4) Responsibility for change: Students at colleges and universities across the country have demanded wide-ranging changes on their campuses. Oberlin’s administrators and Board of Trustees, for example, were presented with 14-pages of demands in late 2015. It is not new that students see universities and colleges as some kind of late-medieval or early-modern institution where one can ignore layers of modern administrative bureaucracy and go straight upstairs to the “monarch’s” office to lay one’s demands on his or her desk. Yet while contemporary student activists want change every bit as much as previous generations, they don’t always seem interested in making change. Their demands often call for their college president to transform the institution, rather than either calling into question the legitimacy of administrative power (which would be a more radical move), or demanding the creation of structures whereby students can work with others to initiate at least some of the changes for which they are advocating. This is a more reformist move, but one which can expand student agency in what is, at the end of the day, a liberal, not a revolutionary, institution. Yet, to the extent that student protesters have made the president or chancellor both the receptacle and the agent of their demands, the sacking of those leaders often becomes the easiest way for trustees to “resolve” campus protest that have reached a critical level. Remove the president and you remove the problem.
5) The student as customer: As market forces continue to drive many aspects of higher education, above all the cost of entry, it was perhaps inevitable that student protesters would come to embody those features of neoliberal capitalist culture they most dislike. If neoliberalism’s tendency is to turn all relationships into market transactions, then it should not be surprising that student demands themselves appear as consumerist entitlements, not only when presented by parents on behalf of their children (why didn’t Liz get into the photography class she wanted?), but in student complaints about everything from course workloads, to those who argue that they should only have to take the classes they want because they are paying customers. As one Oberlin protester told The New Yorker’s Nathan Heller, “Like, the way the courses are set up. You know, we’re paying for a service. We’re paying for our attendance here. We need to be able to get what we need in a way that we can actually consume it.” The language of the demand is instructive: an important argument can be put forward for expanding the curriculum to include courses in Africana history, or the Latin influence on jazz, or many other topics, on the basis of addressing hitherto ignored cultural experiences. But those demands would be framed in ways other than as consumer entitlements.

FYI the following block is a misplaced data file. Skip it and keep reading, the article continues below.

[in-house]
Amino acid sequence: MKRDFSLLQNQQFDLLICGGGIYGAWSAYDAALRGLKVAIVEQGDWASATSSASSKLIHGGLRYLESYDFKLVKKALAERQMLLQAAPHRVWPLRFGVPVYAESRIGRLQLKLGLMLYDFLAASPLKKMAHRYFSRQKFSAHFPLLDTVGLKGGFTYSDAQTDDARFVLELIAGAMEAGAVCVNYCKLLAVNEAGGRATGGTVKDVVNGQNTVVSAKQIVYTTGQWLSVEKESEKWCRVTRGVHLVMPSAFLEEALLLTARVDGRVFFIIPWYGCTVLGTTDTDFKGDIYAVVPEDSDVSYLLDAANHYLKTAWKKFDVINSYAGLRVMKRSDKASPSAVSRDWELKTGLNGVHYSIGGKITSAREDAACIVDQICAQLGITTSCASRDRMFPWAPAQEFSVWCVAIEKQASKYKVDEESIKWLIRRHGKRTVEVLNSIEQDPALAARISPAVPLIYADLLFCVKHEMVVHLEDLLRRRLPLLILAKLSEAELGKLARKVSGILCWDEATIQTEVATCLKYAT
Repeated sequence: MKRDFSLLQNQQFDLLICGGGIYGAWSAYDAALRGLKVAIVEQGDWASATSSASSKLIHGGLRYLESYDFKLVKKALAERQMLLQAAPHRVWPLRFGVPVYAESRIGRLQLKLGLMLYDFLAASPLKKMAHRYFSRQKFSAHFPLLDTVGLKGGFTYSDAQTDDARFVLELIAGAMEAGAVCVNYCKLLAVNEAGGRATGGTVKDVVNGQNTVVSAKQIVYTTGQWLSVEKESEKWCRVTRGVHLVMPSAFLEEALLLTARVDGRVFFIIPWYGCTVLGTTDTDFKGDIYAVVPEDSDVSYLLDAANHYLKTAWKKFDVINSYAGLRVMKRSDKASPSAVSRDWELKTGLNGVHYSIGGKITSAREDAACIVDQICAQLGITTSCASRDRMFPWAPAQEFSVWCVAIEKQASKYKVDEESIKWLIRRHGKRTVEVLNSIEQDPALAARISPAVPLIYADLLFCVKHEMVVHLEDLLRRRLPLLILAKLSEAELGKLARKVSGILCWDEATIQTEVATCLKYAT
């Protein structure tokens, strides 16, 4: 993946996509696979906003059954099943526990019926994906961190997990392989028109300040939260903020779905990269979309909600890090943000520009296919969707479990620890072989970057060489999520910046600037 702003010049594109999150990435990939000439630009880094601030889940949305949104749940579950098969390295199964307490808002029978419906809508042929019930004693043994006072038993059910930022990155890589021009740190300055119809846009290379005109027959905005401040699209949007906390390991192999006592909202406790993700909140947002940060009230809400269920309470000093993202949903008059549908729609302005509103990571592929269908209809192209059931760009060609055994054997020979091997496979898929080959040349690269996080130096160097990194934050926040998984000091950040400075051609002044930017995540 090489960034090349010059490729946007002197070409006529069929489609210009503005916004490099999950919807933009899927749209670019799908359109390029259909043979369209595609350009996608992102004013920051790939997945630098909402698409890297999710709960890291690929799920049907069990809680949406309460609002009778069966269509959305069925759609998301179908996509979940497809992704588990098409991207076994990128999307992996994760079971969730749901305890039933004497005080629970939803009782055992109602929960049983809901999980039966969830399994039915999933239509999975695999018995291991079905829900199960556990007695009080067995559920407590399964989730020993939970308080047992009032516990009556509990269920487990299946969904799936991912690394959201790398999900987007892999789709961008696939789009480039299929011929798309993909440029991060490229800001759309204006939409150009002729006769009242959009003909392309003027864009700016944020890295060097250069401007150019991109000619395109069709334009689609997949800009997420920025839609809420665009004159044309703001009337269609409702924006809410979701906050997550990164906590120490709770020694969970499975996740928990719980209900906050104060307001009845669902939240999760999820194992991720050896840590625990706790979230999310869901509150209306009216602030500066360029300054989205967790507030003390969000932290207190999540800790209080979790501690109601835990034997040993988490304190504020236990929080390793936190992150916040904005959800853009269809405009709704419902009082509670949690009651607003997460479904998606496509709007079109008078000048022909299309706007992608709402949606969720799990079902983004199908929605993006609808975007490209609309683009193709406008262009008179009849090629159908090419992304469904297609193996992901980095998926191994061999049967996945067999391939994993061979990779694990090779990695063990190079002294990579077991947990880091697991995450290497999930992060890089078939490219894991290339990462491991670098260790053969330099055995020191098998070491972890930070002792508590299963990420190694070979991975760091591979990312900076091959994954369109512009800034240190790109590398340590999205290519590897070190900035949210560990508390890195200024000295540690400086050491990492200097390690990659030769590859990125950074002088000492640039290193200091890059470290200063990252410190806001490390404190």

Enter the Faculty
As I suggested earlier, many contemporary student demands, like those of previous generations of activists, are intended to push administrators into uncomfortable corners by insisting that they resolve problems that are often out of their control (e.g., ending racism), pit campus groups against one another (who controls the curriculum?), or for which they lack the resources (creating new faculty lines, hiring additional counselors, expanding library support services). At the same time, student protests serve to remind us of things that can and should be done (e.g., increasing pay for custodial staff; moving to innovate the curriculum; improving communications), and of the more fundamental ways that higher education has not only fallen short of its declared goal of laying the foundations for a more equitable and just society but is actually magnifying the problem. As Suzanne Mettler observed in Degrees of Inequality (Basic, 2014), between 1970 and 2013, for families in the top income quartile, the percentage of U.S. students achieving a degree rose from 40 to 77%. For those in the bottom quartile, the percentage rose from 6 to 9%. Student protests will not in and of themselves eliminate the gap between the goals we share and our ability to obtain them, but by demanding that we “mind the gap,” they remind us that steps still need to be taken by all parts of the academic community. (See, as well, the Chronicle of Higher Education’s special report, “Does Higher Education Perpetuate Inequality?” June 7, 2016).